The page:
The Quaint Oasis – an ode to small town cafes

The Quaint Oasis – an ode to small town cafes

Arriving at a picturesque, rural haven for us entails the following, in this order:

  1. An increasingly frenzied search for parking in a place determined to never have enough, leading to a desperate parallel parking job halfway into some random yard while dodging oblivious tourists (which we soon join).
  2. Finding the one real restaurant amid the hordes of shacks and shops, getting told of some unfathomably long wait, bailing to one of the shacks for delicious, greasy fried things only to, upon sitting on a bench with our sloppy gains, get the phone call that our restaurant table is now ready.
  3. While the food coma processes, Nicole and the others declare the incredible cuteness of, well, every little shop around. This, I am forced to admit, is an accurate characterization. Following this judgment, the shopping commences.

And here, friends, is the instant of mortal terror I face every time we find ourselves in an idyllic slice of paradise. Do I join them in their perusal of handmade charms and seashells plucked and polished?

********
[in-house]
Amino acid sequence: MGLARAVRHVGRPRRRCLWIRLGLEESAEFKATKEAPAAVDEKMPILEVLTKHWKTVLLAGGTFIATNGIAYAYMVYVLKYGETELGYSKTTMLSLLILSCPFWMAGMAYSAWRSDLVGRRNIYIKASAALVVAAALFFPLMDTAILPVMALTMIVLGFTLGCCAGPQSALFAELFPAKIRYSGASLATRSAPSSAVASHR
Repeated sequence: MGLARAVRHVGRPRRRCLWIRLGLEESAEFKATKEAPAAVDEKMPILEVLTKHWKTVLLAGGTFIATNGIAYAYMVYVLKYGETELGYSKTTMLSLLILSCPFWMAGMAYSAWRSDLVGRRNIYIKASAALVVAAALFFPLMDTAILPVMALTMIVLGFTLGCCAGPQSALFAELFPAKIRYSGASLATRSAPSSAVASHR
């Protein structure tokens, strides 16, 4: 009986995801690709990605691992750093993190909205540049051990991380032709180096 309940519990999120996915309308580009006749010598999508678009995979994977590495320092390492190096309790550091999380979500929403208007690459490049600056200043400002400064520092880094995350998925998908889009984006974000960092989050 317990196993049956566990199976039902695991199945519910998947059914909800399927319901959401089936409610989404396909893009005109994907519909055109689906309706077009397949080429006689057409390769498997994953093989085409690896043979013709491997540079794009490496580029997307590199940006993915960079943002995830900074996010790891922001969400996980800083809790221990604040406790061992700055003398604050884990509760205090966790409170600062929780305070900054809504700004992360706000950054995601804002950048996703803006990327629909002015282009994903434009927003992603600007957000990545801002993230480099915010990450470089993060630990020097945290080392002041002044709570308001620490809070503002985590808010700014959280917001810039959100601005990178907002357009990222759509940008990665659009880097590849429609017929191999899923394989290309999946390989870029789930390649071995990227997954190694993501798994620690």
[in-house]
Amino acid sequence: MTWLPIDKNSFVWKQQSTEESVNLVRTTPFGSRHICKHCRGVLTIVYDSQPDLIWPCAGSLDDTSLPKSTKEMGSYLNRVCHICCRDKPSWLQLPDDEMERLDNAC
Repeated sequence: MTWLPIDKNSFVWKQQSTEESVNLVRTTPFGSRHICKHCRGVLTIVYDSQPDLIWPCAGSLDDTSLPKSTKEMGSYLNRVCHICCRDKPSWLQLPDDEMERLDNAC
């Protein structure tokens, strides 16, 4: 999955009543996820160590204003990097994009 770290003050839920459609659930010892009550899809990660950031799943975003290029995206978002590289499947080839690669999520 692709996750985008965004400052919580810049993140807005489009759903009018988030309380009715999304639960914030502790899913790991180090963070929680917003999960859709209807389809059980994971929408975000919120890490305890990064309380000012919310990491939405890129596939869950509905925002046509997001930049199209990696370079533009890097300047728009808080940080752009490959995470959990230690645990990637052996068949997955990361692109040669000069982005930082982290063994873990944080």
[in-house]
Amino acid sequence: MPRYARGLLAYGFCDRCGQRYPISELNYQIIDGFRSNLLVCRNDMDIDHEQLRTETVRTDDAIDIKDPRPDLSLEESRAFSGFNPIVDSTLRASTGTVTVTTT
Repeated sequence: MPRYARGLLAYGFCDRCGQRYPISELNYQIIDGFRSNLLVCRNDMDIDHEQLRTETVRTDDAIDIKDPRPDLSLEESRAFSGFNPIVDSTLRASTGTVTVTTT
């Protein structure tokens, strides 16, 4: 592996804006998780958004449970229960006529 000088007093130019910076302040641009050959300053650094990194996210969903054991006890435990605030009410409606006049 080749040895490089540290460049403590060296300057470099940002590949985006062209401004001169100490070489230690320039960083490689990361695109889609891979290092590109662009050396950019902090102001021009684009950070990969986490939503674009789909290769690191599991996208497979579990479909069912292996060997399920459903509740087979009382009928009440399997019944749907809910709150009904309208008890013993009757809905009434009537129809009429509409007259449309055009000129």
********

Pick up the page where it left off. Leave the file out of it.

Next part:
My stamina for such things drains faster than an old phone’s battery, and before long I’ll be standing near the entrance, a look of such resignation on my face that random passersby will ask me if I’m in need of medical attention.

Or… the cafe. A miraculous place, usually small and with some fun name like ‘The Peach Tree’ or ‘Breezy’s Teas and Coffees’. It’ll have fresh-baked scones, espresso and a variety of locally-sourced thingamabobs. Wifi will be there, almost always teetering from the weight of other desperate urbanites trying to LTE in a land of 3G.

If I can, I hide there. Pull out a book, chat with a fellow non-shoppers, or even pull out a computer and tip tap away, leveraging the background scenery for inspiration. Every one of these cafes is special, a Shangri-La in the harsh crags of tourist-town stores. And I love them all.

So next time you’re going somewhere and you’re dreading the souvenir shopping to come, bring that novel, or a notebook, and keep your eyes open for the sanctuary that is the small town cafe. It just might save your day.

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